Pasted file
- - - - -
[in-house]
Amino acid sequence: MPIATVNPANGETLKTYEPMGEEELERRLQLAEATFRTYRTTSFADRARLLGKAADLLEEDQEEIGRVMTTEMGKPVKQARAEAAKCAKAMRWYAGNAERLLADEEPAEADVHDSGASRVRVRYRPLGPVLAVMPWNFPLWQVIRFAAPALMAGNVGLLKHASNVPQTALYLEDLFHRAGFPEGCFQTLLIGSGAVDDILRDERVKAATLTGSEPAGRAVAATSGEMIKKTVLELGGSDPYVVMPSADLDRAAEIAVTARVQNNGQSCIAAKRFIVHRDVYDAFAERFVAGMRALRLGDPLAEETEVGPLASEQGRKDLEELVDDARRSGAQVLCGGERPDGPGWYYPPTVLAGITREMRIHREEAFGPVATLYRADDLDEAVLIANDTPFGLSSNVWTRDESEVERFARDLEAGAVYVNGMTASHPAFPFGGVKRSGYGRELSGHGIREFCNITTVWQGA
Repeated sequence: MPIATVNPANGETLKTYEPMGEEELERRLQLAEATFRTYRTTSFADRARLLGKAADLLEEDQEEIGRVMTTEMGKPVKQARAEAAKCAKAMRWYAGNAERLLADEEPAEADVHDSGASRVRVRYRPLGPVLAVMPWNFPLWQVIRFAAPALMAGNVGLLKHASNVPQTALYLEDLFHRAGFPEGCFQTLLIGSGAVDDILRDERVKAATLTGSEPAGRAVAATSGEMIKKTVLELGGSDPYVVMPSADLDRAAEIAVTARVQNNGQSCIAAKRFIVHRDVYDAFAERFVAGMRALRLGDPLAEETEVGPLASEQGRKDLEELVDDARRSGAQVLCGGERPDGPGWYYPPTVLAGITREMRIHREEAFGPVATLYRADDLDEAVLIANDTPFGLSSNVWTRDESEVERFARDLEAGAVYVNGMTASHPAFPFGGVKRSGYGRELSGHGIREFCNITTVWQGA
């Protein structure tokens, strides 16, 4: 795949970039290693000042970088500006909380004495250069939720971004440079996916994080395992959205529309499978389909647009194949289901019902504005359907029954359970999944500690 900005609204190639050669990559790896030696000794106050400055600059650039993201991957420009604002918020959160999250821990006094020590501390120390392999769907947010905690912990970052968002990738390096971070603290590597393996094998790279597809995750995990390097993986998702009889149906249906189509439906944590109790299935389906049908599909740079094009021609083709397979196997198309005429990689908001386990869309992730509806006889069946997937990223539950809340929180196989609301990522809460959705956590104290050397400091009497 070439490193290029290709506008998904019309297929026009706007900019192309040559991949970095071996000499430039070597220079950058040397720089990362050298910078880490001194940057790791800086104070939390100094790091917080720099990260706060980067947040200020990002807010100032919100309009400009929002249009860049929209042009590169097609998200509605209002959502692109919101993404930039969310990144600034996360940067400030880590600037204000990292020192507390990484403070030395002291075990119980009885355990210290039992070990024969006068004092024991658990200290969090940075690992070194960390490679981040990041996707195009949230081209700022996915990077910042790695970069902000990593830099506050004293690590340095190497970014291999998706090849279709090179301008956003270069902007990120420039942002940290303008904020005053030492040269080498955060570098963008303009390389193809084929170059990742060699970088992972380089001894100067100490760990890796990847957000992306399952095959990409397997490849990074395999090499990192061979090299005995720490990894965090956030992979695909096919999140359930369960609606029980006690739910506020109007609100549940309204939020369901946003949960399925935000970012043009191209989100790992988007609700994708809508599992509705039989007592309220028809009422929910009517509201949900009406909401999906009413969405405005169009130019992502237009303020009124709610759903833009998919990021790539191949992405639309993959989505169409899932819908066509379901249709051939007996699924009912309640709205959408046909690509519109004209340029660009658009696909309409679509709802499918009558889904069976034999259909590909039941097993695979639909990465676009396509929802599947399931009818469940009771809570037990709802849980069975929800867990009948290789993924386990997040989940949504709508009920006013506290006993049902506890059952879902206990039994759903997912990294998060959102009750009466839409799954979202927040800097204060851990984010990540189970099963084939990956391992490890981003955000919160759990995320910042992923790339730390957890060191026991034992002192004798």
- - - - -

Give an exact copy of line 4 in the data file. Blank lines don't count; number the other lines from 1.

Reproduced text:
């Protein structure tokens, strides 16, 4: 795949970039290693000042970088500006909380004495250069939720971004440079996916994080395992959205529309499978389909647009194949289901019902504005359907029954359970999944500690 900005609204190639050669990559790896030696000794106050400055600059650039993201991957420009604002918020959160999250821990006094020590501390120390392999769907947010905690912990970052968002990738390096971070603290590597393996094998790279597809995750995990390097993986998702009889149906249906189509439906944590109790299935389906049908599909740079094009021609083709397979196997198309005429990689908001386990869309992730509806006889069946997937990223539950809340929180196989609301990522809460959705956590104290050397400091009497 070439490193290029290709506008998904019309297929026009706007900019192309040559991949970095071996000499430039070597220079950058040397720089990362050298910078880490001194940057790791800086104070939390100094790091917080720099990260706060980067947040200020990002807010100032919100309009400009929002249009860049929209042009590169097609998200509605209002959502692109919101993404930039969310990144600034996360940067400030880590600037204000990292020192507390990484403070030395002291075990119980009885355990210290039992070990024969006068004092024991658990200290969090940075690992070194960390490679981040990041996707195009949230081209700022996915990077910042790695970069902000990593830099506050004293690590340095190497970014291999998706090849279709090179301008956003270069902007990120420039942002940290303008904020005053030492040269080498955060570098963008303009390389193809084929170059990742060699970088992972380089001894100067100490760990890796990847957000992306399952095959990409397997490849990074395999090499990192061979090299005995720490990894965090956030992979695909096919999140359930369960609606029980006690739910506020109007609100549940309204939020369901946003949960399925935000970012043009191209989100790992988007609700994708809508599992509705039989007592309220028809009422929910009517509201949900009406909401999906009413969405405005169009130019992502237009303020009124709610759903833009998919990021790539191949992405639309993959989505169409899932819908066509379901249709051939007996699924009912309640709205959408046909690509519109004209340029660009658009696909309409679509709802499918009558889904069976034999259909590909039941097993695979639909990465676009396509929802599947399931009818469940009771809570037990709802849980069975929800867990009948290789993924386990997040989940949504709508009920006013506290006993049902506890059952879902206990039994759903997912990294998060959102009750009466839409799954979202927040800097204060851990984010990540189970099963084939990956391992490890981003955000919160759990995320910042992923790339730390957890060191026991034992002192004798």